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Therya

versión On-line ISSN 2007-3364

Resumen

CHEUNG, Hubert. Ecotourism as a multidisciplinary conservation approach in Africa. Therya [online]. 2015, vol.6, n.1, pp.31-41. ISSN 2007-3364.  http://dx.doi.org/10.12933/therya-15-243.

INTRODUCTION:

Conservation biology addresses complex issues that require multidisciplinary solutions capable of addresing various ecological, social, cultural, economic, political and legal aspects. Compromises between biodiversity conservation and human development are inevitable given societal demands and funding constraints. Ecotourism has the potential to provide local stakeholders with socioeconomic benefits while achieving conservation objectives. Reported here is an expansion to a cost-benefit analysis of tourism in Kenya's national parks that explored issues and potential improvements to maximize benefits and minimize costs. Issues raised in this analysis are explored in the wider context of conservation in Africa. In particular, conservation in Africa would benefit from a greater involvement of local community stakeholders in ecotourism decision making, the development of tourist interest in a wider range of wildlife, and a wider application of adaptive management principles.

DISCUSSION AND CONCLUSIONS:

Local communities as major conservation stakeholders. This section explores and emphasizes the importance of local communities as major stakeholders in conservation. In order for ecotourism to balance conservation and development objectives, local community stakeholders must be able to equitably share in socioeconomic benefits. Their engagement, involvement and empowerment is critical to the success of ecotourism as a multidisciplinary conservation approach.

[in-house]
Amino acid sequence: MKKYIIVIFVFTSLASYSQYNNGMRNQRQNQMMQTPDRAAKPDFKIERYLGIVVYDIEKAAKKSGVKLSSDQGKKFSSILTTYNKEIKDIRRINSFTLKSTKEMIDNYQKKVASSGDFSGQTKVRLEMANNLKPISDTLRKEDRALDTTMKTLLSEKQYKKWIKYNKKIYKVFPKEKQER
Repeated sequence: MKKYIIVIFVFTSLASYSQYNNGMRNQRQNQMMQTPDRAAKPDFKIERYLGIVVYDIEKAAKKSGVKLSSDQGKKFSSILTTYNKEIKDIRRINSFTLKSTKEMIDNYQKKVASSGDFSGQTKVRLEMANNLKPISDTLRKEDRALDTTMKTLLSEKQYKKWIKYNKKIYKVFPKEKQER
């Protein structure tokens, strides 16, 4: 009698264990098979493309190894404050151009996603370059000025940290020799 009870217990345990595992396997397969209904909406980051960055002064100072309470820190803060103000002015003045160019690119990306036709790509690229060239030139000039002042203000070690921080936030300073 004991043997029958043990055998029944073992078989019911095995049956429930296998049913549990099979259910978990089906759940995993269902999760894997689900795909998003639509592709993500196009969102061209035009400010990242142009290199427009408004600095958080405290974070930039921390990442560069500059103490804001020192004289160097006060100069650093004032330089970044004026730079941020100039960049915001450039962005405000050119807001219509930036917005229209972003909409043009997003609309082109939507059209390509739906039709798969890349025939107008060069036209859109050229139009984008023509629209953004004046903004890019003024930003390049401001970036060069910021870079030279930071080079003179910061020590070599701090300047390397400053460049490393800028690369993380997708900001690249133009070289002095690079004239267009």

Conservation prioritization and ecotourism diversification. This section discusses the need for ecotourism across the African continent to diversify beyond the traditional "Big Five". Expanding the viewing preferences and interests of different visitors can help draw attention and funding to less iconic species to achieve greater overall biodiversity conservation.

Monitoring and adaptive management. This section stresses the importance of scientific research and understanding to conservation objectives. Data need to be gathered systematically in ongoing monitoring and evaluation to facilitate adaptive management.

Palabras llave : Adaptive management; Africa; conservation; cost-benefit analysis; ecotourism; local community; monitoring; stakeholder engagement; tourism diversification.

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